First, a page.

I’m not going to worry too much about buildFHSUserEnv. It’s neat to know it exists, but it’s not something I can really imagine myself using, so I will not bother to read through the usage in detail.

The next “special builder” is far more interesting and useful. It’s called mkShell.

Now, I have not written anything about mkShell before. This is the first time it’s come up in the manual.

But I actually know about the function already.

I know about the function because, in addition to writing this incredibly long series of posts about the Nix documentation, I have actually been using Nix for the last couple of months as well.

But I haven’t been writing a blog post every time I did anything with Nix – although I do mean to. I’ve been keeping notes. And I’ve tried to learn as little as possible “outside” this series. But I learned about mkShell, and I didn’t tell you, and I am sorry.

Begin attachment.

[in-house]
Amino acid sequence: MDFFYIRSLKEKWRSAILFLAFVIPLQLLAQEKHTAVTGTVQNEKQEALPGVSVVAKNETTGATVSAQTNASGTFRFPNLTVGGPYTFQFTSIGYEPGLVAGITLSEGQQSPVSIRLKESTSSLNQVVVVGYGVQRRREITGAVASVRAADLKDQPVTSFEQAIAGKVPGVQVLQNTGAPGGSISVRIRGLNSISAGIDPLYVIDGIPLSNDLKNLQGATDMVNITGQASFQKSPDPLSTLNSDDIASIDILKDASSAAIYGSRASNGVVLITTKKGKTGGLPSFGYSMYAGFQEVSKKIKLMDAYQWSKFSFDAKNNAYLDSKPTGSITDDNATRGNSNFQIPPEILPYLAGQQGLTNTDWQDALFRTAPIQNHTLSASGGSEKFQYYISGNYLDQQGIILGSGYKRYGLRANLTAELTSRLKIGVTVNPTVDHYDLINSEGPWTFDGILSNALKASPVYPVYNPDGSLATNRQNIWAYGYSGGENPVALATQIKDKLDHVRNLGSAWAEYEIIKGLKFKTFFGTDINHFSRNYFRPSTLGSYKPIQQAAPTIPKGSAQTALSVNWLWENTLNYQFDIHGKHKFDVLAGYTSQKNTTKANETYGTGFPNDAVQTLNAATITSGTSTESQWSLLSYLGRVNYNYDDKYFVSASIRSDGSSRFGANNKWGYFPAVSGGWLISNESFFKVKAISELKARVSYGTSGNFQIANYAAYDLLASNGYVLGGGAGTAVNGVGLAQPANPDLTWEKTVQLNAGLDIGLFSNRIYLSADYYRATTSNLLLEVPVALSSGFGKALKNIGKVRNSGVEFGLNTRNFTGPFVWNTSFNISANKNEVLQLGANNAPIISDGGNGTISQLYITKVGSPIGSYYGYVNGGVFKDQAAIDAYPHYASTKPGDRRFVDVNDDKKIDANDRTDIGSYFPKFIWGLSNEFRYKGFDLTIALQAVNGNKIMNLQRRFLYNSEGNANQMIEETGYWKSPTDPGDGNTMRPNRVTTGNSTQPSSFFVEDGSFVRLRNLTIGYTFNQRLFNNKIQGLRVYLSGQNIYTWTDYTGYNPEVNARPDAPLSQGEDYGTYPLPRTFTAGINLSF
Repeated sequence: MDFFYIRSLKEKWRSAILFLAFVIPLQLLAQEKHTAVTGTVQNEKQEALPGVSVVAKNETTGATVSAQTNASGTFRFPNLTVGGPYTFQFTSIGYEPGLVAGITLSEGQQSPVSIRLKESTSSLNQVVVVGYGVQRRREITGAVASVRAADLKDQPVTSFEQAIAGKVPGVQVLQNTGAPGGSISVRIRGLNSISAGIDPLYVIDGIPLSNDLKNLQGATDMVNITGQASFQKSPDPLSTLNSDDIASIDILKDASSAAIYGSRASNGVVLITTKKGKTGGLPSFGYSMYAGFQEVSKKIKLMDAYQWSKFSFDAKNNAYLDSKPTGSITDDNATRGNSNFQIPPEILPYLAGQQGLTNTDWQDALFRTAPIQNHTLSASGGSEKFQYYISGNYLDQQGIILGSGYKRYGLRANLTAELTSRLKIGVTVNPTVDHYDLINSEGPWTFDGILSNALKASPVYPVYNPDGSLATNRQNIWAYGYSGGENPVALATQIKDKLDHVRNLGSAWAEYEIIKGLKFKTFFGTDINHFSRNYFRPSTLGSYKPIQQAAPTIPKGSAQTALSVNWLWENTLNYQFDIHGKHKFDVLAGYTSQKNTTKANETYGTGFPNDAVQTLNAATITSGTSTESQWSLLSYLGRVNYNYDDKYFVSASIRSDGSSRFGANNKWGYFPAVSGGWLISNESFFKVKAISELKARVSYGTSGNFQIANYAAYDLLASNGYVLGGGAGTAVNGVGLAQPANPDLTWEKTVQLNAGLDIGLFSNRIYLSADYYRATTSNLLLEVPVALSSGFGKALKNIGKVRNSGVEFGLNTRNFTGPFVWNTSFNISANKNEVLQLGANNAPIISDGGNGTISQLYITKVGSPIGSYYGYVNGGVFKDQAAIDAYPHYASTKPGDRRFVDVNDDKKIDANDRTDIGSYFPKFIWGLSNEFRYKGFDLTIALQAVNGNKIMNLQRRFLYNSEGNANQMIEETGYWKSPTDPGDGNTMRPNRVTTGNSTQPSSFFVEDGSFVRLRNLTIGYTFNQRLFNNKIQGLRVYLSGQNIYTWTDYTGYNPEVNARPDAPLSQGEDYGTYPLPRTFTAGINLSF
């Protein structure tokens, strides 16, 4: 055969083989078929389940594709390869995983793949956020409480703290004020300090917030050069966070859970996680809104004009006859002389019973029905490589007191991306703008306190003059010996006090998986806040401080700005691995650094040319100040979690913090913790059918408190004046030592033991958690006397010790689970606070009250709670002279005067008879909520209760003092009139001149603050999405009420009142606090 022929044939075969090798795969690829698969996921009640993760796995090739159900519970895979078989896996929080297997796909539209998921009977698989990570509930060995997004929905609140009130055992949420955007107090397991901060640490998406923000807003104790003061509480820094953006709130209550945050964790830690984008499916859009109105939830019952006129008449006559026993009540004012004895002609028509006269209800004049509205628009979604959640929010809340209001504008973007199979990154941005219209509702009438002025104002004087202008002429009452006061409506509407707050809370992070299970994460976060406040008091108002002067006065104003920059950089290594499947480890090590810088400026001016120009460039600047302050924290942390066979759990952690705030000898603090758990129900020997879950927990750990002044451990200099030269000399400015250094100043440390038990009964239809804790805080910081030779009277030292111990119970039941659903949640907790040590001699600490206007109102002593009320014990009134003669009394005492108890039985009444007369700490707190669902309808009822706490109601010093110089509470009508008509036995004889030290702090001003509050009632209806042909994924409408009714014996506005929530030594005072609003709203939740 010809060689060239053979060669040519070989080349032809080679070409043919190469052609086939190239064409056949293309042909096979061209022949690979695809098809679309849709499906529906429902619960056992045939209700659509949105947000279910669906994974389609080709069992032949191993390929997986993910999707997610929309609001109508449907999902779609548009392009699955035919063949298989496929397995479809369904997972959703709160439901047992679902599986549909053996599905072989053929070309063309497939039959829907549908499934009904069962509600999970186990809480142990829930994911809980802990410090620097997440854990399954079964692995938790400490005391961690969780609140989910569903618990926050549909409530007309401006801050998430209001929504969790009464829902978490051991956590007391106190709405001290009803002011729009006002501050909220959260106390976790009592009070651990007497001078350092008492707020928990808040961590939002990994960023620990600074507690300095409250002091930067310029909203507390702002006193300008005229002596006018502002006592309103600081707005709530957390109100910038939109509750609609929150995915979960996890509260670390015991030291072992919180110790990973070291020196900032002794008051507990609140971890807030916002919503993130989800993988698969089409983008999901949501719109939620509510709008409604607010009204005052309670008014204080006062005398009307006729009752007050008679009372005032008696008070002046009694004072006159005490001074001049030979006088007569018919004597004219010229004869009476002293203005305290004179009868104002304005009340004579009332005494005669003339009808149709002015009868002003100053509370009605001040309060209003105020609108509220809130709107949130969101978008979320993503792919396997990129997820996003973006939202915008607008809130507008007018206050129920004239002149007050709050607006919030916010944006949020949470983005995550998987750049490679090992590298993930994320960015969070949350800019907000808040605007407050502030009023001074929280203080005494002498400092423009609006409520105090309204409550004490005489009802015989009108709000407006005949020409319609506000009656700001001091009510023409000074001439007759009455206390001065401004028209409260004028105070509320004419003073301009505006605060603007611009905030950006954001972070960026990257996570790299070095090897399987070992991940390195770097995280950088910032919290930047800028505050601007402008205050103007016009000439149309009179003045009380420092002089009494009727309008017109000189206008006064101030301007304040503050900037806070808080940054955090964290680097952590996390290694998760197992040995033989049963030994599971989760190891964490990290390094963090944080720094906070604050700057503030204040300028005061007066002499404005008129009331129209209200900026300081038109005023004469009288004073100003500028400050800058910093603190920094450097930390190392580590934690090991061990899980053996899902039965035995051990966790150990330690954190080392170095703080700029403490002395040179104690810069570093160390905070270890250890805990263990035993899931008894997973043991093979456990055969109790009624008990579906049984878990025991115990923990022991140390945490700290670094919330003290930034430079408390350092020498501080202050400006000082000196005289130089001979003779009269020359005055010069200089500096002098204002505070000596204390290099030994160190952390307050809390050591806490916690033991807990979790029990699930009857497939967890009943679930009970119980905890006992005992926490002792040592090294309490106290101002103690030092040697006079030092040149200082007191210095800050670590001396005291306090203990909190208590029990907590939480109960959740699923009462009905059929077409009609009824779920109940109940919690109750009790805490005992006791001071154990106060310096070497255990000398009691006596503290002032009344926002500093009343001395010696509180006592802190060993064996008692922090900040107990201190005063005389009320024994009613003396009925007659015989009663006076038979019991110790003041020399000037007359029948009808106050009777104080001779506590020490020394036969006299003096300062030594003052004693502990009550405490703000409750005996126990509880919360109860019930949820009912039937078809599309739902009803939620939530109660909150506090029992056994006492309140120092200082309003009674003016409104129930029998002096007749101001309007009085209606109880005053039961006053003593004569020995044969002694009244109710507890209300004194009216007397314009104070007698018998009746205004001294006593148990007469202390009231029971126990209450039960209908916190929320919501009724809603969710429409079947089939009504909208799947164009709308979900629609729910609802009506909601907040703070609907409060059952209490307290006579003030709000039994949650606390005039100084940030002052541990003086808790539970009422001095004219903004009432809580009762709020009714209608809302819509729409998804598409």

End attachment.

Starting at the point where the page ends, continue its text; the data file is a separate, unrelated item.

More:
So here I will summarize what I know. In fact, I’ll just quote my notes at you:

On March 17 I tried to make a nix-shell for my Getting Drunk with Datalog post.

I tried to write this:

with import <nixpkgs> {}; souffle

But of course that would give me the dependencies of souffle, not souffle itself. And I don’t know how to write a shell.nix equivalent of nix-shell -p souffle, so I just run that command every time and feel weird about it.

But eventually I google and find this page:

Which got me this:

with import <nixpkgs> {}; mkShell {
  nativeBuildInputs = [ souffle ];

So now you’re caught up. You know as much as I do. I wanted to write a shell.nix file, and that’s how I did it. I didn’t read that whole wiki page, just skimmed and found the mkShell function.

Anyway. Now the manual teaches it to me for the first time: